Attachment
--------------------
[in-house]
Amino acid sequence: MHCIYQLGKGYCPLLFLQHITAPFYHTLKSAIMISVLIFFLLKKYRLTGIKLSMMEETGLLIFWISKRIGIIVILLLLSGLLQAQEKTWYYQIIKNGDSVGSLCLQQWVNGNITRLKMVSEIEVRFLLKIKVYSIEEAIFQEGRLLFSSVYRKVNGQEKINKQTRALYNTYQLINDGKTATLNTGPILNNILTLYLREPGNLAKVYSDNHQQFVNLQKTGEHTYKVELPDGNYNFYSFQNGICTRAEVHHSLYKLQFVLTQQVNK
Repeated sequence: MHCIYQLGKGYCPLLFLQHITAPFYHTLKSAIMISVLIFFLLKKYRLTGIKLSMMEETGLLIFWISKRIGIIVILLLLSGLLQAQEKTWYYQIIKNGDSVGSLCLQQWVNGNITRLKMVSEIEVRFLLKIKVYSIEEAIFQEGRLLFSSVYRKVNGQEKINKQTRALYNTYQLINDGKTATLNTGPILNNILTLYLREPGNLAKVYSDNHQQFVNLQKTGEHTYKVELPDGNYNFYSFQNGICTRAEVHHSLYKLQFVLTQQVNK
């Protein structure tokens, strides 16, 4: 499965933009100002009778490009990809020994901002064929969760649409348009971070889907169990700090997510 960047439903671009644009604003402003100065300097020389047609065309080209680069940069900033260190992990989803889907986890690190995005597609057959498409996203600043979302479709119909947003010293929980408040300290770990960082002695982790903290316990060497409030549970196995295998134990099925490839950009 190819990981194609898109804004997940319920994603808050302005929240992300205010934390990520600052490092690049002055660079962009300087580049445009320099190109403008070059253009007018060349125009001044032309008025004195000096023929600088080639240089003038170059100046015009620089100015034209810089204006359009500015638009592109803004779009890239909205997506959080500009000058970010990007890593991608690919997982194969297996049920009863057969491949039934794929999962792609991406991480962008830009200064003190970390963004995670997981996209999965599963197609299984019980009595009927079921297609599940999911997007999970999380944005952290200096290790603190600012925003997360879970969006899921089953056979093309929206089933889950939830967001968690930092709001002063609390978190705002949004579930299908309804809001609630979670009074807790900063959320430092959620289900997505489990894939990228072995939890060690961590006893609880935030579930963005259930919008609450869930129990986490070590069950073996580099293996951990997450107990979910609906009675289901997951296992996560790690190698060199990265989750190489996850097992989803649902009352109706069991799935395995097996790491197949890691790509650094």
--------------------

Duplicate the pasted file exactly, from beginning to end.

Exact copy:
[in-house]
Amino acid sequence: MHCIYQLGKGYCPLLFLQHITAPFYHTLKSAIMISVLIFFLLKKYRLTGIKLSMMEETGLLIFWISKRIGIIVILLLLSGLLQAQEKTWYYQIIKNGDSVGSLCLQQWVNGNITRLKMVSEIEVRFLLKIKVYSIEEAIFQEGRLLFSSVYRKVNGQEKINKQTRALYNTYQLINDGKTATLNTGPILNNILTLYLREPGNLAKVYSDNHQQFVNLQKTGEHTYKVELPDGNYNFYSFQNGICTRAEVHHSLYKLQFVLTQQVNK
Repeated sequence: MHCIYQLGKGYCPLLFLQHITAPFYHTLKSAIMISVLIFFLLKKYRLTGIKLSMMEETGLLIFWISKRIGIIVILLLLSGLLQAQEKTWYYQIIKNGDSVGSLCLQQWVNGNITRLKMVSEIEVRFLLKIKVYSIEEAIFQEGRLLFSSVYRKVNGQEKINKQTRALYNTYQLINDGKTATLNTGPILNNILTLYLREPGNLAKVYSDNHQQFVNLQKTGEHTYKVELPDGNYNFYSFQNGICTRAEVHHSLYKLQFVLTQQVNK
């Protein structure tokens, strides 16, 4: 499965933009100002009778490009990809020994901002064929969760649409348009971070889907169990700090997510 960047439903671009644009604003402003100065300097020389047609065309080209680069940069900033260190992990989803889907986890690190995005597609057959498409996203600043979302479709119909947003010293929980408040300290770990960082002695982790903290316990060497409030549970196995295998134990099925490839950009 190819990981194609898109804004997940319920994603808050302005929240992300205010934390990520600052490092690049002055660079962009300087580049445009320099190109403008070059253009007018060349125009001044032309008025004195000096023929600088080639240089003038170059100046015009620089100015034209810089204006359009500015638009592109803004779009890239909205997506959080500009000058970010990007890593991608690919997982194969297996049920009863057969491949039934794929999962792609991406991480962008830009200064003190970390963004995670997981996209999965599963197609299984019980009595009927079921297609599940999911997007999970999380944005952290200096290790603190600012925003997360879970969006899921089953056979093309929206089933889950939830967001968690930092709001002063609390978190705002949004579930299908309804809001609630979670009074807790900063959320430092959620289900997505489990894939990228072995939890060690961590006893609880935030579930963005259930919008609450869930129990986490070590069950073996580099293996951990997450107990979910609906009675289901997951296992996560790690190698060199990265989750190489996850097992989803649902009352109706069991799935395995097996790491197949890691790509650094």